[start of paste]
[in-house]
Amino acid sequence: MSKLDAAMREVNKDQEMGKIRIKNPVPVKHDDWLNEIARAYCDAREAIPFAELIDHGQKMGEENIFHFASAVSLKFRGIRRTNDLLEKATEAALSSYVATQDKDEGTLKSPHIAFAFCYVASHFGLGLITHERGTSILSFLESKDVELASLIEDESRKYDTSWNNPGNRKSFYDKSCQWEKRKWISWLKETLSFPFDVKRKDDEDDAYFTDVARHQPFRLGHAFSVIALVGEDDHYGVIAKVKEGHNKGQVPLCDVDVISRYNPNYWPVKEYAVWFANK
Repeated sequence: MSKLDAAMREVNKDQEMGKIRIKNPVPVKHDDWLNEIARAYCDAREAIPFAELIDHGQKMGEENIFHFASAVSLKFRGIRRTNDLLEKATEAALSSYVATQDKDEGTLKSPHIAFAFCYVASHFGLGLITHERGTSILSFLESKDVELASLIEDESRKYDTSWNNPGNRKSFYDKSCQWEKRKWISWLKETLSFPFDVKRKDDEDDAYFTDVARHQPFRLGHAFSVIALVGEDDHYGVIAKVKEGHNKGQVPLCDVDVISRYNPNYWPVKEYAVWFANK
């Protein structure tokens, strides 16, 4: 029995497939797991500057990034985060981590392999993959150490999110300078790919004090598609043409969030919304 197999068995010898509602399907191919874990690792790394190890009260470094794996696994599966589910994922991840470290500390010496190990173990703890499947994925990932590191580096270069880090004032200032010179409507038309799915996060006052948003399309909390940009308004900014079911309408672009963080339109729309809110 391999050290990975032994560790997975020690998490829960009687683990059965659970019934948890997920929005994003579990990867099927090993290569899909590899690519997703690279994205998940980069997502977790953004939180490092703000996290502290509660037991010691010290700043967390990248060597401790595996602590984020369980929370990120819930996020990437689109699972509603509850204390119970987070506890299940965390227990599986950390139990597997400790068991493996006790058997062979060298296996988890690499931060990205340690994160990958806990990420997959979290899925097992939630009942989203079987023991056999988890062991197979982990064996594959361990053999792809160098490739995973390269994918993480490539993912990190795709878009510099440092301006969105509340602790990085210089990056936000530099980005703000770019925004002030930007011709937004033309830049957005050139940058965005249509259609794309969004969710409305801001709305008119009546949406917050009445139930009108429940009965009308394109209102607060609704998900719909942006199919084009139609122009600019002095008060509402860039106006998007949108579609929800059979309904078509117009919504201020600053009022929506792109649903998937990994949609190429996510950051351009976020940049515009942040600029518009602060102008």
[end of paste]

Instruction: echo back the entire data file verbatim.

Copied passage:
[in-house]
Amino acid sequence: MSKLDAAMREVNKDQEMGKIRIKNPVPVKHDDWLNEIARAYCDAREAIPFAELIDHGQKMGEENIFHFASAVSLKFRGIRRTNDLLEKATEAALSSYVATQDKDEGTLKSPHIAFAFCYVASHFGLGLITHERGTSILSFLESKDVELASLIEDESRKYDTSWNNPGNRKSFYDKSCQWEKRKWISWLKETLSFPFDVKRKDDEDDAYFTDVARHQPFRLGHAFSVIALVGEDDHYGVIAKVKEGHNKGQVPLCDVDVISRYNPNYWPVKEYAVWFANK
Repeated sequence: MSKLDAAMREVNKDQEMGKIRIKNPVPVKHDDWLNEIARAYCDAREAIPFAELIDHGQKMGEENIFHFASAVSLKFRGIRRTNDLLEKATEAALSSYVATQDKDEGTLKSPHIAFAFCYVASHFGLGLITHERGTSILSFLESKDVELASLIEDESRKYDTSWNNPGNRKSFYDKSCQWEKRKWISWLKETLSFPFDVKRKDDEDDAYFTDVARHQPFRLGHAFSVIALVGEDDHYGVIAKVKEGHNKGQVPLCDVDVISRYNPNYWPVKEYAVWFANK
């Protein structure tokens, strides 16, 4: 029995497939797991500057990034985060981590392999993959150490999110300078790919004090598609043409969030919304 197999068995010898509602399907191919874990690792790394190890009260470094794996696994599966589910994922991840470290500390010496190990173990703890499947994925990932590191580096270069880090004032200032010179409507038309799915996060006052948003399309909390940009308004900014079911309408672009963080339109729309809110 391999050290990975032994560790997975020690998490829960009687683990059965659970019934948890997920929005994003579990990867099927090993290569899909590899690519997703690279994205998940980069997502977790953004939180490092703000996290502290509660037991010691010290700043967390990248060597401790595996602590984020369980929370990120819930996020990437689109699972509603509850204390119970987070506890299940965390227990599986950390139990597997400790068991493996006790058997062979060298296996988890690499931060990205340690994160990958806990990420997959979290899925097992939630009942989203079987023991056999988890062991197979982990064996594959361990053999792809160098490739995973390269994918993480490539993912990190795709878009510099440092301006969105509340602790990085210089990056936000530099980005703000770019925004002030930007011709937004033309830049957005050139940058965005249509259609794309969004969710409305801001709305008119009546949406917050009445139930009108429940009965009308394109209102607060609704998900719909942006199919084009139609122009600019002095008060509402860039106006998007949108579609929800059979309904078509117009919504201020600053009022929506792109649903998937990994949609190429996510950051351009976020940049515009942040600029518009602060102008």